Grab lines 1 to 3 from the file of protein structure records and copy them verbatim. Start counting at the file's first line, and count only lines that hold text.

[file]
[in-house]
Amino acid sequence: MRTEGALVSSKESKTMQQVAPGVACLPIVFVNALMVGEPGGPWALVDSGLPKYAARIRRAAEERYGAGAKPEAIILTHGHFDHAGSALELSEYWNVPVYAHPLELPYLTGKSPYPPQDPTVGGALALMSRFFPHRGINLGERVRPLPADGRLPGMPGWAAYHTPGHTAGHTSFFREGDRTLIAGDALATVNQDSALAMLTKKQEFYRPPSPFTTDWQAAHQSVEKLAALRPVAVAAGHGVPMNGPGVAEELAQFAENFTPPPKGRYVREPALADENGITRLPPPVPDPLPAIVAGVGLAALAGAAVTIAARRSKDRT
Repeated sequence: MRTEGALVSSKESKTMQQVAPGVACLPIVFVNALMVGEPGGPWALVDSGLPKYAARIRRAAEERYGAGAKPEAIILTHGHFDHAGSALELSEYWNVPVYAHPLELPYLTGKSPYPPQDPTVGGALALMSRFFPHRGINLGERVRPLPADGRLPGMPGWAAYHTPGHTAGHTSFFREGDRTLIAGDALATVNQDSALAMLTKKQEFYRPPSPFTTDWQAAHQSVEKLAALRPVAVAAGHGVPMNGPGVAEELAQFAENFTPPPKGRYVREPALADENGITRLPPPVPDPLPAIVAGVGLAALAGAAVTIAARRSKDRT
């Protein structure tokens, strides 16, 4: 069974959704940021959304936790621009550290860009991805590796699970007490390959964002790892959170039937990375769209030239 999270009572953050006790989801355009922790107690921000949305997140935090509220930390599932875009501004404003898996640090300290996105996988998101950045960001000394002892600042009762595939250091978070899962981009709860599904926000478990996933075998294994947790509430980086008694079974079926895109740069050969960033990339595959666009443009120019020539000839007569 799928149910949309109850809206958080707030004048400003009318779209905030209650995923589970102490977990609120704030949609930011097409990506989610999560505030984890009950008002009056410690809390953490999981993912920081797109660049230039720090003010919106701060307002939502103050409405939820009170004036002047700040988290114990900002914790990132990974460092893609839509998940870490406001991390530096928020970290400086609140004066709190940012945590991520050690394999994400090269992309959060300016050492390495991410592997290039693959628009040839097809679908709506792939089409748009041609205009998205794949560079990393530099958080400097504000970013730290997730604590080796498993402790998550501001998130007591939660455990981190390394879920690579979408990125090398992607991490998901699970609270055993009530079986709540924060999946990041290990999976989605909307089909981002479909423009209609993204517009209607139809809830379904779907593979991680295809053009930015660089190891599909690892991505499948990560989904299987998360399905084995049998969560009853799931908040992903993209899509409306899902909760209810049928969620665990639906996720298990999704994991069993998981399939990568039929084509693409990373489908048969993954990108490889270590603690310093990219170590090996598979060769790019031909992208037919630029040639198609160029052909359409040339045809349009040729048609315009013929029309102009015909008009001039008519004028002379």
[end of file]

[in-house]
Amino acid sequence: MRTEGALVSSKESKTMQQVAPGVACLPIVFVNALMVGEPGGPWALVDSGLPKYAARIRRAAEERYGAGAKPEAIILTHGHFDHAGSALELSEYWNVPVYAHPLELPYLTGKSPYPPQDPTVGGALALMSRFFPHRGINLGERVRPLPADGRLPGMPGWAAYHTPGHTAGHTSFFREGDRTLIAGDALATVNQDSALAMLTKKQEFYRPPSPFTTDWQAAHQSVEKLAALRPVAVAAGHGVPMNGPGVAEELAQFAENFTPPPKGRYVREPALADENGITRLPPPVPDPLPAIVAGVGLAALAGAAVTIAARRSKDRT
Repeated sequence: MRTEGALVSSKESKTMQQVAPGVACLPIVFVNALMVGEPGGPWALVDSGLPKYAARIRRAAEERYGAGAKPEAIILTHGHFDHAGSALELSEYWNVPVYAHPLELPYLTGKSPYPPQDPTVGGALALMSRFFPHRGINLGERVRPLPADGRLPGMPGWAAYHTPGHTAGHTSFFREGDRTLIAGDALATVNQDSALAMLTKKQEFYRPPSPFTTDWQAAHQSVEKLAALRPVAVAAGHGVPMNGPGVAEELAQFAENFTPPPKGRYVREPALADENGITRLPPPVPDPLPAIVAGVGLAALAGAAVTIAARRSKDRT